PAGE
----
The First Department, reversing Supreme Court, determined the landowner did not have a duty to provide minimal security precautions in the public vestibule of their building in this third party assault case, despite a history of shooting on the premises:
Defendant established entitlement to judgment as a matter of law by showing that it owed no duty to protect plaintiff Charles Wong’s decedent, Malachi Wong, and his brother, plaintiff Timothy Wong, from the shootings that occurred in the public vestibule of their building. A landowner’s duty to take minimal security precautions does not extend to exterior public areas, including walkways and vestibules … . Contrary to the motion court’s finding, plaintiffs’ evidence failed to raise a triable issue of fact as to whether the shootings were foreseeable. The article in the Co-op City Times, expressing the need for a greater police presence in Co-op City, and defendant’s public safety records, indicating 24 reports of gunshots fired on the premises, were insufficient, since they did not indicate that any of the reported shootings occurred in the vicinity of plaintiffs’ building … . The location of where the shots were fired is relevant, in light of the fact that Co-op City spans two-square miles and is comprised of approximately 200 residential buildings … .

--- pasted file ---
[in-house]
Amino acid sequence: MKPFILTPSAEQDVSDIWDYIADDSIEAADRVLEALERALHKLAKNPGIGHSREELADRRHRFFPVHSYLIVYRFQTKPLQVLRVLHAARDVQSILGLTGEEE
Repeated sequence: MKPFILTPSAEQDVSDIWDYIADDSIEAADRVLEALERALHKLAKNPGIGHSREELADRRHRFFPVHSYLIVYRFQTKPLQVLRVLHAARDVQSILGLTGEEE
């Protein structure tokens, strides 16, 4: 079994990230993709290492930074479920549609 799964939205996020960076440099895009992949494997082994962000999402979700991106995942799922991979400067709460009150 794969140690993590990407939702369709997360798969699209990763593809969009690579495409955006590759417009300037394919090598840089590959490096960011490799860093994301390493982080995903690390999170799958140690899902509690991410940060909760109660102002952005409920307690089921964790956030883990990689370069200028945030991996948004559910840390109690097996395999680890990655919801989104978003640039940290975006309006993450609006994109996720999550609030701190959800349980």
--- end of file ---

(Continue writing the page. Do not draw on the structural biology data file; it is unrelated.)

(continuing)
The affidavit of plaintiffs’ security expert in which he states that defendant’s reduction of its security officers at midnight proximately caused decedent’s and Timothy Wong’s injuries is insufficient to raise a triable issue of fact as to whether defendant breached its duty to provide minimal precautions against the foreseeable criminal acts of third parties … . Furthermore, defendant did not proximately cause the injuries, since the record shows that the assailant specifically targeted Malachi and Timothy … . Wong v Riverbay Corp. 2016 NY Slip Op 03585 [139 AD3d 440], First Dept 5-5-16